Walking a straight line
Updated: Aug 20
Brindister, West Burrafirth to the Ayre of Whalwick
This is my response to the ‘Walking the Lands First Friday walk’ along the Honeybourne Railway Line; as we don't have a railway on Shetland I thought we should make a walk along a straight line of our own making... using an OS map with a line drawn on it from our croft house in Brindister, West Burrafirth to the Ayre of Whalwick, a small remote bay with what was once ‘a dwellinghouse with outhouses and a few acres of land attached’. Tracking our progress on my phone app, remarkably the line is reasonably straight.
Walking a counter-intuitive straight line in the heather and bog and rock-strewn landscape around Brindister, with its many lochs and streams, requires a deliberate effort to ignore the desire paths that we would usually take. While here in Shetland, liberated from the restrictions imposed by English ‘rights of ways’, we can also walk where we want, the stricture of our route demands constant referral to the OS map and keeping to our straight line. It also involves a lot of discussion (which, in hindsight, we really should have recorded), as we scan the landscape closely for any landmarks that might assist us to keep in the right direction, and lots of pointing.
Surprisingly, although our line studiously avoids most of the obvious landmarks we might more intuitively head towards, it does pass directly through one ancient hilltop cairn, making that stretch of the journey a little simpler than the rest.
There are also lines going our way carved into the ground by sheep who clearly have a similar objective. The ground is decorated with flowing bog cotton, as we walk the smell of flowering heather (early this year) rises as we kick up the dusty pollen.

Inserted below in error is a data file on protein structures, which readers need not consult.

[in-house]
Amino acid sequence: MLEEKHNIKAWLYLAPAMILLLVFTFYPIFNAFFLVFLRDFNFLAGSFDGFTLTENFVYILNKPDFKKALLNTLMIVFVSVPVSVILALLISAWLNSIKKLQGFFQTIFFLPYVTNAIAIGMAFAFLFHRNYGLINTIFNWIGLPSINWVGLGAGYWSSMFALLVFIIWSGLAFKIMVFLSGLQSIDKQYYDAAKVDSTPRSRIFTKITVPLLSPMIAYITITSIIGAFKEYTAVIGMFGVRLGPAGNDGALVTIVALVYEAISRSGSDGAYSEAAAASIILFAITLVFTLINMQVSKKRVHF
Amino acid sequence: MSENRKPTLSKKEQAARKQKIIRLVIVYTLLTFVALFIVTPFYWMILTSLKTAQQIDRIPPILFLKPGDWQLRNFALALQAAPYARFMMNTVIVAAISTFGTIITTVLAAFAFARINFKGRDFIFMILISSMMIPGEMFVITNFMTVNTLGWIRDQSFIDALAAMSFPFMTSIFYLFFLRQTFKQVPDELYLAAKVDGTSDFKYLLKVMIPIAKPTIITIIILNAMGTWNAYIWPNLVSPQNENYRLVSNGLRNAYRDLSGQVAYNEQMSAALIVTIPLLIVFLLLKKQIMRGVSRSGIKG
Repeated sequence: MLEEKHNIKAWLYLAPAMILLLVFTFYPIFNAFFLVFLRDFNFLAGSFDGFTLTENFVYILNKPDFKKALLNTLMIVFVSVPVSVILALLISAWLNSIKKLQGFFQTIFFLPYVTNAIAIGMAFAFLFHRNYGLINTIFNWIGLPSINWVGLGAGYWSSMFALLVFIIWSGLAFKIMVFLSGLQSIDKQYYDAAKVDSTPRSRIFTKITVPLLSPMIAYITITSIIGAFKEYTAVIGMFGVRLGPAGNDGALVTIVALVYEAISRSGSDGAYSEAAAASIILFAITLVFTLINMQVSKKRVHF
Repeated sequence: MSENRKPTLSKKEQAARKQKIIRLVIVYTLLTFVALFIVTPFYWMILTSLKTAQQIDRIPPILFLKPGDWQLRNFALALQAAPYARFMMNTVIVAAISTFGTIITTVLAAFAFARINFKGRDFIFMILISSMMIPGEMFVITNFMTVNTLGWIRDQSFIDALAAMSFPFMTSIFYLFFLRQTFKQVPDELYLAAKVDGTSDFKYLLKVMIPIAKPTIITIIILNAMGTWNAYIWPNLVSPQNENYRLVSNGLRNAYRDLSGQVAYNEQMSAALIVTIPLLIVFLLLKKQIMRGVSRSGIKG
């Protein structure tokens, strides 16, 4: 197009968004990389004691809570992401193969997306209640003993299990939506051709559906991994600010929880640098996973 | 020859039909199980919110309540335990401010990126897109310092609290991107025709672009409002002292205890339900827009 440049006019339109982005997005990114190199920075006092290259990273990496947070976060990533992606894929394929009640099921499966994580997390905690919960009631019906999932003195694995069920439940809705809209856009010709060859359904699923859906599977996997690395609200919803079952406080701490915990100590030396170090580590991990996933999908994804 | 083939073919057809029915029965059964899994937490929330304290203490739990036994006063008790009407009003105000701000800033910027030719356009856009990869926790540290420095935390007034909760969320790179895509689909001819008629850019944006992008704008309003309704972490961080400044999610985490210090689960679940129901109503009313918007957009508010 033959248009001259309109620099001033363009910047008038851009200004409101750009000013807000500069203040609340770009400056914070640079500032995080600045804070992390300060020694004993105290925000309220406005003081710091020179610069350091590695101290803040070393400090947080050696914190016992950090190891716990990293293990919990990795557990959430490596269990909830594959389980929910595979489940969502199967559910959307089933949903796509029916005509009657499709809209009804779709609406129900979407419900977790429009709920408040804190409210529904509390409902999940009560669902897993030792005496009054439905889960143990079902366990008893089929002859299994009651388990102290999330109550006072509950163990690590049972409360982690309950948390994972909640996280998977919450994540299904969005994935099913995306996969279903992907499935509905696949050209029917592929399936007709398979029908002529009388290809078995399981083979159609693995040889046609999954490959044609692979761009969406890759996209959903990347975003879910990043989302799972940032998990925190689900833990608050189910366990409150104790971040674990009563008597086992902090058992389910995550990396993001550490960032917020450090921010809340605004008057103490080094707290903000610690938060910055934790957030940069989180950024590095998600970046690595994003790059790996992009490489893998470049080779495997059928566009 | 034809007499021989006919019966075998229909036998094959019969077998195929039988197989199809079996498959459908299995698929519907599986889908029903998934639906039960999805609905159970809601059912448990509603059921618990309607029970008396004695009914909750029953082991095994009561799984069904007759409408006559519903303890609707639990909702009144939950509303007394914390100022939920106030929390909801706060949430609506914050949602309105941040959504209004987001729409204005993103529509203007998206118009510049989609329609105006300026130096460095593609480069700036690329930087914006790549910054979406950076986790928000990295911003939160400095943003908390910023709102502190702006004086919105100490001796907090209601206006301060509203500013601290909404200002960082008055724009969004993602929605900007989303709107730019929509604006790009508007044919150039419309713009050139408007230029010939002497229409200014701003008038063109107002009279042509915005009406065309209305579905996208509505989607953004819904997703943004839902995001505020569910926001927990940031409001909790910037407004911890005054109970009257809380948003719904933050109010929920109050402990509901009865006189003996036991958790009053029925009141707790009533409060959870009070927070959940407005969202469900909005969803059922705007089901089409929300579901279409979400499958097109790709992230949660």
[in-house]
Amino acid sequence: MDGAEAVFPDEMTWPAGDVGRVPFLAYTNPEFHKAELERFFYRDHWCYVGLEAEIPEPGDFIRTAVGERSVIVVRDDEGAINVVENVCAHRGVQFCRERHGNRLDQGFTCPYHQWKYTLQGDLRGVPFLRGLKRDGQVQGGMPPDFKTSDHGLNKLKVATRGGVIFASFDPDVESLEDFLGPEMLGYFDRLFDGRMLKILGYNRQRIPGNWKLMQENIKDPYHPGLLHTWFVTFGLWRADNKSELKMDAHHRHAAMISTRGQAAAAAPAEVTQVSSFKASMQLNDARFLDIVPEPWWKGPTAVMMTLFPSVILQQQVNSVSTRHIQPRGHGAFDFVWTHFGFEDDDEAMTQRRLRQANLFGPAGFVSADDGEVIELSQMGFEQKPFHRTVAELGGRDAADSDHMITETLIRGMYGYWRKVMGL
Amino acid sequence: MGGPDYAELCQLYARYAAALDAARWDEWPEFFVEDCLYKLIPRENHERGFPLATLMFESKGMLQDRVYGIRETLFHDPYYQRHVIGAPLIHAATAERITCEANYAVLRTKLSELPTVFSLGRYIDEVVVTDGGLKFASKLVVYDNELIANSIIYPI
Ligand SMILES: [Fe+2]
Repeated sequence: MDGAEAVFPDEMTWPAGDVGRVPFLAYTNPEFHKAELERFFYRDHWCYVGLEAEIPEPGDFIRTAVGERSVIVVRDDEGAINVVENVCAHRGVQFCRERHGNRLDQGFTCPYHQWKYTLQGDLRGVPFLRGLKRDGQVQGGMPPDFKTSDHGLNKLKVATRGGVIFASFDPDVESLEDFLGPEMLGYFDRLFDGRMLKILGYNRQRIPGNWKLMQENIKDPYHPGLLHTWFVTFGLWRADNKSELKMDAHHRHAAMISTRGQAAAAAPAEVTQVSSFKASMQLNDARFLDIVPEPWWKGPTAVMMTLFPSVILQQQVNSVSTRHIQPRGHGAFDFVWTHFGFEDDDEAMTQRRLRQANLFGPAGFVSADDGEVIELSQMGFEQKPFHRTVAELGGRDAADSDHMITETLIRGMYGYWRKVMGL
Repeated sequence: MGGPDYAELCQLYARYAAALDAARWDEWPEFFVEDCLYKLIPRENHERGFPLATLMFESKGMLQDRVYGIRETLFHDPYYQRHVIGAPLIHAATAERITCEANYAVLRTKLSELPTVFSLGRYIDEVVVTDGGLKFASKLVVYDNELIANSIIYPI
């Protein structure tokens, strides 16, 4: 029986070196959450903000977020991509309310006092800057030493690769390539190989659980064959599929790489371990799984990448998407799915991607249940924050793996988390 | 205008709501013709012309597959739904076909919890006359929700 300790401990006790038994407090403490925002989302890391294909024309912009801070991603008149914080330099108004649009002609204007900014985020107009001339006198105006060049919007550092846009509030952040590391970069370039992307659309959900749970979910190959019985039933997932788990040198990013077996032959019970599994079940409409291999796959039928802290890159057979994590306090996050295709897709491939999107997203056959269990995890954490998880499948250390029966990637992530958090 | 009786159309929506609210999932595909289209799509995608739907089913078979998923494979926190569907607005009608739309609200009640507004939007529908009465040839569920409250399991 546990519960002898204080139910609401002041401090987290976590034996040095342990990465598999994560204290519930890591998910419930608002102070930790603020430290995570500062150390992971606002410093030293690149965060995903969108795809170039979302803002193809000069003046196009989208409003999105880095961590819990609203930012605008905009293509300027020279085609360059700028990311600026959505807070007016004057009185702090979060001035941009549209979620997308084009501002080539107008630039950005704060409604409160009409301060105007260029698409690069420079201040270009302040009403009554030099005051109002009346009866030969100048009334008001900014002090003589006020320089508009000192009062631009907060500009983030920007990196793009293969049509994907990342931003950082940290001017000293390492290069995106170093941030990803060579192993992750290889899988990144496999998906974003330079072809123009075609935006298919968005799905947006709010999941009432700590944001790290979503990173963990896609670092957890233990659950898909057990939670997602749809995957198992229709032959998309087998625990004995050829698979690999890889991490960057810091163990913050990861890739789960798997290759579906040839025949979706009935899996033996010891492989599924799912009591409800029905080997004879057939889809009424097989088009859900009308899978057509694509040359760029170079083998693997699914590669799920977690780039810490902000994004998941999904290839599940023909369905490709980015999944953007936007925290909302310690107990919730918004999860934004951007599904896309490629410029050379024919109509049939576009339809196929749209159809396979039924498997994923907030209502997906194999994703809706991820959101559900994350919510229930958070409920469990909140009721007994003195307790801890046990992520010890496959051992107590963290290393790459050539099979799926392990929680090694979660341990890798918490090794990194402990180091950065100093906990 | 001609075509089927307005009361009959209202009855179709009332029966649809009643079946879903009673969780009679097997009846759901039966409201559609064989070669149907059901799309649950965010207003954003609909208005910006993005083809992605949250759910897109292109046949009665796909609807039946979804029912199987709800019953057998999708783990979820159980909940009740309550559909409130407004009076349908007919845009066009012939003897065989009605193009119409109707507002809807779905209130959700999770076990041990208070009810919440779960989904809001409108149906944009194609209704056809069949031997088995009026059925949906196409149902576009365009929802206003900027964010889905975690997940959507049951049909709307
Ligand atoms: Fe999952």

Attempting not to veer too much from our line we plough through boggy bits that we might otherwise avoid, but recognising that we cannot walk on water, we skirt around lochs and regain it on the other side. The need to keep on the straight line requires scrambling over rocks and picking our way down steep slopes - with pauses to rest and catch our breath and just look.
Walking like this takes us to places we haven’t been or spent much time in; seeing known places from different angles, we look at a landscape that we thought we knew in a different light.
Our eyes alight on small plants and lichen and interesting textured rocks; we look out at newly-seen vistas and watch slow-moving clouds.
We put up small startled birds from amongst the heather at our feet, even a hare, who bounds across the rocks, then sits perfectly still before racing off again to disappear. Sheep stand on summits; bleat a greeting or maybe a warning. The sound of birds calling, wheeling above us.
And then there’s the bay below us, with a gleaming lapping sea to gaze across while we eat lunch. Despite the cool wind the sun has obligingly warmed the rocks for my cold hands. We wander across the stony beach and find that human rubbish has inevitably found its way here, tangled amongst roots, seaweed and stones.
Before we leave, we walk amongst the ruins of the substantial dwelling house lying just above the shore, its stone walls surrounding what once were productive fields, and a mill lying close to the nearby stream, reminding us that once a family lived here. I wondered about who they were and how long ago, and why did they leave?
Above us on the skyline a figure moves, repairing fences.
A few quick sketches